Latinx actor Ser Anzoategui, known for playing Eddy on the Starz drama “Vida” and Daysi Cantu on East Los High, has become the first non-binary and trans actor nominated for Best Supporting Actor in a Comedy Television Series at the 36th annual Imagen Awards.
As reported by NBC News, Anzoategui is being recognized among their male peers for portraying Eddy in the STARZ dramedy “Vida.”
“It’s everything that you want as an artist,” Anzoategui told NBC News on Saturday. “Finally to have an award shows, but particularly a Latino organization that recognizes inclusivity within the process of nominating… It shows an example of what these big, internationally recognized award shows like the Oscars, the Golden Globes, and the Emmys could do. Look on to the Imagen Foundation and see what they’ve done.”
As the media outlet explained, Eddy became one of the most beloved Latinx queer characters in the series, which broke ground after its 2018 premiere for “revolutionizing queer representation on television by rejecting tokenism and realistically portraying the complexities of a community that is often misrepresented or ignored in the media.”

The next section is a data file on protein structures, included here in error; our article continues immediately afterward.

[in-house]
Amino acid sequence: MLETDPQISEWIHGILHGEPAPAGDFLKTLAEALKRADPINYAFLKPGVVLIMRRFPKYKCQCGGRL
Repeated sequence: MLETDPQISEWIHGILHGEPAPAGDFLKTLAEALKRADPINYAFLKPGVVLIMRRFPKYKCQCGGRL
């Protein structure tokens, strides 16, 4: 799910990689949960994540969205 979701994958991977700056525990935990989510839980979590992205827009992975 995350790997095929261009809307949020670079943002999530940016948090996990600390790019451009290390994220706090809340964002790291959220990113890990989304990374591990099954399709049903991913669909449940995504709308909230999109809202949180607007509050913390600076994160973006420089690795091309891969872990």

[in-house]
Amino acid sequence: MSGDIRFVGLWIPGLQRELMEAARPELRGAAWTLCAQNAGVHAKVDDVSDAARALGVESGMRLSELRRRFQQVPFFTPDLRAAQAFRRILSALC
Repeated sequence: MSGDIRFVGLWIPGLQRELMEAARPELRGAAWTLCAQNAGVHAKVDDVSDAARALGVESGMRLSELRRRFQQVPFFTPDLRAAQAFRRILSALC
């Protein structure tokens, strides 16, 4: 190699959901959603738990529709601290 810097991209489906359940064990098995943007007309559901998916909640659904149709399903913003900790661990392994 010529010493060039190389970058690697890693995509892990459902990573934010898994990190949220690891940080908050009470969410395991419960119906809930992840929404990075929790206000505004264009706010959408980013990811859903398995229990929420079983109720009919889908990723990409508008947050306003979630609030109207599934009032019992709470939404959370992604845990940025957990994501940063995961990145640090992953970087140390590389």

That is why his nomination for the Imagen Awards is a historic milestone.
The child of immigrants from Argentina and Paraguay, Ser Anzoategui was born in Huntington Park, California, and attended Loyola Marymount University in California.
Their first steps in acting were in the Los Angeles theater scene, where their semi-autobiographical play “Catholic School Daze” put them on the map.
After being cast in “East Los High,” their role as Daysi Cantu would pave their way to the cast of “Vida.”
Their performance as Eddy, Vidalia’s sensitive butch widow, has been critically praised and is now nationally recognized.
“When you do work really hard and sacrifice… You never know when it comes back as this moment right now,” they told NBC about their Imagen Awards nomination.
“Part of this whole experience was going through this process and putting a voice to my experience, so people see what someone like myself has to go through when it comes to this,” they said. “It’s more than just gendering the awards. It’s also the process of what the actors or actresses go through.”